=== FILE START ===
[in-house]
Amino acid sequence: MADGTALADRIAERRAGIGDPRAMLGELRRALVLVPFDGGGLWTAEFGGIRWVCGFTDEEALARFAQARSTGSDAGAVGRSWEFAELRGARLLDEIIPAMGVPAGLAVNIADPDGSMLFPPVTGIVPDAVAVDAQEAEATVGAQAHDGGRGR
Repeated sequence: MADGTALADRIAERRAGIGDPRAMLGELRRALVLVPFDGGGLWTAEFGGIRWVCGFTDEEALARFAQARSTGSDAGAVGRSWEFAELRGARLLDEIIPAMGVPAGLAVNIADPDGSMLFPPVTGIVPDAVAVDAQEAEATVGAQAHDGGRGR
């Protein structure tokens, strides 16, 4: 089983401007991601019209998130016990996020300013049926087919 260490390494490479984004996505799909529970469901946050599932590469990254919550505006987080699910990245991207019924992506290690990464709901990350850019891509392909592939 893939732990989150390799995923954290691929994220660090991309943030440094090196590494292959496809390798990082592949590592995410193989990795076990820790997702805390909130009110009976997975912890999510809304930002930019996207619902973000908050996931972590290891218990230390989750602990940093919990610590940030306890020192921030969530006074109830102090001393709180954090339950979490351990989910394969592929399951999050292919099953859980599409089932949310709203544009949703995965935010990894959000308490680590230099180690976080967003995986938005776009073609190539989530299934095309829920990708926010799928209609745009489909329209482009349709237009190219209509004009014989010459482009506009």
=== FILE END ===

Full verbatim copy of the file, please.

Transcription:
[in-house]
Amino acid sequence: MADGTALADRIAERRAGIGDPRAMLGELRRALVLVPFDGGGLWTAEFGGIRWVCGFTDEEALARFAQARSTGSDAGAVGRSWEFAELRGARLLDEIIPAMGVPAGLAVNIADPDGSMLFPPVTGIVPDAVAVDAQEAEATVGAQAHDGGRGR
Repeated sequence: MADGTALADRIAERRAGIGDPRAMLGELRRALVLVPFDGGGLWTAEFGGIRWVCGFTDEEALARFAQARSTGSDAGAVGRSWEFAELRGARLLDEIIPAMGVPAGLAVNIADPDGSMLFPPVTGIVPDAVAVDAQEAEATVGAQAHDGGRGR
């Protein structure tokens, strides 16, 4: 089983401007991601019209998130016990996020300013049926087919 260490390494490479984004996505799909529970469901946050599932590469990254919550505006987080699910990245991207019924992506290690990464709901990350850019891509392909592939 893939732990989150390799995923954290691929994220660090991309943030440094090196590494292959496809390798990082592949590592995410193989990795076990820790997702805390909130009110009976997975912890999510809304930002930019996207619902973000908050996931972590290891218990230390989750602990940093919990610590940030306890020192921030969530006074109830102090001393709180954090339950979490351990989910394969592929399951999050292919099953859980599409089932949310709203544009949703995965935010990894959000308490680590230099180690976080967003995986938005776009073609190539989530299934095309829920990708926010799928209609745009489909329209482009349709237009190219209509004009014989010459482009506009």